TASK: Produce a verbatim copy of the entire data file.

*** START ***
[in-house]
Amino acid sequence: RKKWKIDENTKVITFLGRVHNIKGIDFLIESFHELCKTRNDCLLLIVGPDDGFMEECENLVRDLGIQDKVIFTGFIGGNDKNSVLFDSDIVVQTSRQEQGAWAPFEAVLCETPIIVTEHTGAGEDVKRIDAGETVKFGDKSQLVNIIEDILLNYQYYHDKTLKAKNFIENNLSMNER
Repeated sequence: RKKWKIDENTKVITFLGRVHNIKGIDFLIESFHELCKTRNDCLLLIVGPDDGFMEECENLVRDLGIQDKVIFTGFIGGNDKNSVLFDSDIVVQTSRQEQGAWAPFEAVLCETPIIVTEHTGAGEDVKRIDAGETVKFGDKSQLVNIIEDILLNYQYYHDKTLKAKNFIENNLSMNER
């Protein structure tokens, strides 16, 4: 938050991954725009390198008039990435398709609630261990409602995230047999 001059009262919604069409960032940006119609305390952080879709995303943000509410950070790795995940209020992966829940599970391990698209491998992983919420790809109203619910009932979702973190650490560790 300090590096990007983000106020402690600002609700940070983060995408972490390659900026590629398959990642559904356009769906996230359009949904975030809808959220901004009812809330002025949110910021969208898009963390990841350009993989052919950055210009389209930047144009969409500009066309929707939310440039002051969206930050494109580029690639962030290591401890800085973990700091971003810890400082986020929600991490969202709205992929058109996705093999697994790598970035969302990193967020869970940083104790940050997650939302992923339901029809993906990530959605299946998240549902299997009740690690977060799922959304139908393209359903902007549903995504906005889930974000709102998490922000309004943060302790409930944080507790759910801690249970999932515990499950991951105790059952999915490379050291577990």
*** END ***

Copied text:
[in-house]
Amino acid sequence: RKKWKIDENTKVITFLGRVHNIKGIDFLIESFHELCKTRNDCLLLIVGPDDGFMEECENLVRDLGIQDKVIFTGFIGGNDKNSVLFDSDIVVQTSRQEQGAWAPFEAVLCETPIIVTEHTGAGEDVKRIDAGETVKFGDKSQLVNIIEDILLNYQYYHDKTLKAKNFIENNLSMNER
Repeated sequence: RKKWKIDENTKVITFLGRVHNIKGIDFLIESFHELCKTRNDCLLLIVGPDDGFMEECENLVRDLGIQDKVIFTGFIGGNDKNSVLFDSDIVVQTSRQEQGAWAPFEAVLCETPIIVTEHTGAGEDVKRIDAGETVKFGDKSQLVNIIEDILLNYQYYHDKTLKAKNFIENNLSMNER
């Protein structure tokens, strides 16, 4: 938050991954725009390198008039990435398709609630261990409602995230047999 001059009262919604069409960032940006119609305390952080879709995303943000509410950070790795995940209020992966829940599970391990698209491998992983919420790809109203619910009932979702973190650490560790 300090590096990007983000106020402690600002609700940070983060995408972490390659900026590629398959990642559904356009769906996230359009949904975030809808959220901004009812809330002025949110910021969208898009963390990841350009993989052919950055210009389209930047144009969409500009066309929707939310440039002051969206930050494109580029690639962030290591401890800085973990700091971003810890400082986020929600991490969202709205992929058109996705093999697994790598970035969302990193967020869970940083104790940050997650939302992923339901029809993906990530959605299946998240549902299997009740690690977060799922959304139908393209359903902007549903995504906005889930974000709102998490922000309004943060302790409930944080507790759910801690249970999932515990499950991951105790059952999915490379050291577990």